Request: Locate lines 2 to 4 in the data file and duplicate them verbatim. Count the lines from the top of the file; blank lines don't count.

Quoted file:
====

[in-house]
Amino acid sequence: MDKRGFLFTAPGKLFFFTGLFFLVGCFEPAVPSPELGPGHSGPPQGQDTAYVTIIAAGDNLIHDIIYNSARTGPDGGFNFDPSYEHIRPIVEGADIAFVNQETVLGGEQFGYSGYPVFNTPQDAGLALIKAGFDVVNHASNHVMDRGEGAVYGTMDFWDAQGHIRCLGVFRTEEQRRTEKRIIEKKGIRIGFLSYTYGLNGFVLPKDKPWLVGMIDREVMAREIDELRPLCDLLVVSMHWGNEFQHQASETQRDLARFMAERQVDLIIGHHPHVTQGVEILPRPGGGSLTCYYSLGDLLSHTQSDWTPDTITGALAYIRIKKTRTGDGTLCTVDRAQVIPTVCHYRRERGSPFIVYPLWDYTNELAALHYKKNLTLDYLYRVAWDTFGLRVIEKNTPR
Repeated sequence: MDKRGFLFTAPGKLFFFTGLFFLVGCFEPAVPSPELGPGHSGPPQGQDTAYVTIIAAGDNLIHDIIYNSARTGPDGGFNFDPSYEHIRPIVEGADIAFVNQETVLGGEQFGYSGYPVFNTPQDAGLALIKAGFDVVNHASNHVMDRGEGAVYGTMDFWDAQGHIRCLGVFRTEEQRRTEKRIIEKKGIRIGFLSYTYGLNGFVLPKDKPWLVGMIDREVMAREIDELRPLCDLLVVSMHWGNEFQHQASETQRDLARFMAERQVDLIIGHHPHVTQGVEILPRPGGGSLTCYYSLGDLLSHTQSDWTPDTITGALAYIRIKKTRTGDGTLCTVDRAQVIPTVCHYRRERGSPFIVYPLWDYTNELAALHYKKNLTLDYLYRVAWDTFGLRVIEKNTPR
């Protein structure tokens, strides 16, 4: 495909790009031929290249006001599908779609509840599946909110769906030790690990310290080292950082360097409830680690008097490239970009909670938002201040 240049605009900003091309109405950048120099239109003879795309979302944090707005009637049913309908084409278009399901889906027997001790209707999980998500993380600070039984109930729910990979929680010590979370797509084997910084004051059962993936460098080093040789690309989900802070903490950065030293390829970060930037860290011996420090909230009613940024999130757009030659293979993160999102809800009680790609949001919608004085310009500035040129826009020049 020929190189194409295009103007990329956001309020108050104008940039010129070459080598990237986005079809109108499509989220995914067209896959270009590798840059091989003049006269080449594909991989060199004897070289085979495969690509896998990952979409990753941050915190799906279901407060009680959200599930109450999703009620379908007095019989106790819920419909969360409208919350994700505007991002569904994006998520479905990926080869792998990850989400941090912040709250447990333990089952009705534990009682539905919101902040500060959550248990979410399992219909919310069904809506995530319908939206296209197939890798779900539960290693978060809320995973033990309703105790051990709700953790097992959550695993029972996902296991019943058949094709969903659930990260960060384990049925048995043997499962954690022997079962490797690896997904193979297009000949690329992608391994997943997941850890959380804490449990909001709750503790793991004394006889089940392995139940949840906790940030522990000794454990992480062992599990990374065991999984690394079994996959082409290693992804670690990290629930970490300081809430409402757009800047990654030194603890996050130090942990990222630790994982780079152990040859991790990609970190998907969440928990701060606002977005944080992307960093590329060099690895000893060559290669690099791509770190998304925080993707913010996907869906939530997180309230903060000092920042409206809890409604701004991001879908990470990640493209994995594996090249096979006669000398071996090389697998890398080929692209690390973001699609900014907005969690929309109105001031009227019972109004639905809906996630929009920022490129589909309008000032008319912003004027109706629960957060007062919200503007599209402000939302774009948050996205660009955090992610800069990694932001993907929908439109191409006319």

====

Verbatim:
Amino acid sequence: MDKRGFLFTAPGKLFFFTGLFFLVGCFEPAVPSPELGPGHSGPPQGQDTAYVTIIAAGDNLIHDIIYNSARTGPDGGFNFDPSYEHIRPIVEGADIAFVNQETVLGGEQFGYSGYPVFNTPQDAGLALIKAGFDVVNHASNHVMDRGEGAVYGTMDFWDAQGHIRCLGVFRTEEQRRTEKRIIEKKGIRIGFLSYTYGLNGFVLPKDKPWLVGMIDREVMAREIDELRPLCDLLVVSMHWGNEFQHQASETQRDLARFMAERQVDLIIGHHPHVTQGVEILPRPGGGSLTCYYSLGDLLSHTQSDWTPDTITGALAYIRIKKTRTGDGTLCTVDRAQVIPTVCHYRRERGSPFIVYPLWDYTNELAALHYKKNLTLDYLYRVAWDTFGLRVIEKNTPR
Repeated sequence: MDKRGFLFTAPGKLFFFTGLFFLVGCFEPAVPSPELGPGHSGPPQGQDTAYVTIIAAGDNLIHDIIYNSARTGPDGGFNFDPSYEHIRPIVEGADIAFVNQETVLGGEQFGYSGYPVFNTPQDAGLALIKAGFDVVNHASNHVMDRGEGAVYGTMDFWDAQGHIRCLGVFRTEEQRRTEKRIIEKKGIRIGFLSYTYGLNGFVLPKDKPWLVGMIDREVMAREIDELRPLCDLLVVSMHWGNEFQHQASETQRDLARFMAERQVDLIIGHHPHVTQGVEILPRPGGGSLTCYYSLGDLLSHTQSDWTPDTITGALAYIRIKKTRTGDGTLCTVDRAQVIPTVCHYRRERGSPFIVYPLWDYTNELAALHYKKNLTLDYLYRVAWDTFGLRVIEKNTPR
């Protein structure tokens, strides 16, 4: 495909790009031929290249006001599908779609509840599946909110769906030790690990310290080292950082360097409830680690008097490239970009909670938002201040 240049605009900003091309109405950048120099239109003879795309979302944090707005009637049913309908084409278009399901889906027997001790209707999980998500993380600070039984109930729910990979929680010590979370797509084997910084004051059962993936460098080093040789690309989900802070903490950065030293390829970060930037860290011996420090909230009613940024999130757009030659293979993160999102809800009680790609949001919608004085310009500035040129826009020049 020929190189194409295009103007990329956001309020108050104008940039010129070459080598990237986005079809109108499509989220995914067209896959270009590798840059091989003049006269080449594909991989060199004897070289085979495969690509896998990952979409990753941050915190799906279901407060009680959200599930109450999703009620379908007095019989106790819920419909969360409208919350994700505007991002569904994006998520479905990926080869792998990850989400941090912040709250447990333990089952009705534990009682539905919101902040500060959550248990979410399992219909919310069904809506995530319908939206296209197939890798779900539960290693978060809320995973033990309703105790051990709700953790097992959550695993029972996902296991019943058949094709969903659930990260960060384990049925048995043997499962954690022997079962490797690896997904193979297009000949690329992608391994997943997941850890959380804490449990909001709750503790793991004394006889089940392995139940949840906790940030522990000794454990992480062992599990990374065991999984690394079994996959082409290693992804670690990290629930970490300081809430409402757009800047990654030194603890996050130090942990990222630790994982780079152990040859991790990609970190998907969440928990701060606002977005944080992307960093590329060099690895000893060559290669690099791509770190998304925080993707913010996907869906939530997180309230903060000092920042409206809890409604701004991001879908990470990640493209994995594996090249096979006669000398071996090389697998890398080929692209690390973001699609900014907005969690929309109105001031009227019972109004639905809906996630929009920022490129589909309008000032008319912003004027109706629960957060007062919200503007599209402000939302774009948050996205660009955090992610800069990694932001993907929908439109191409006319």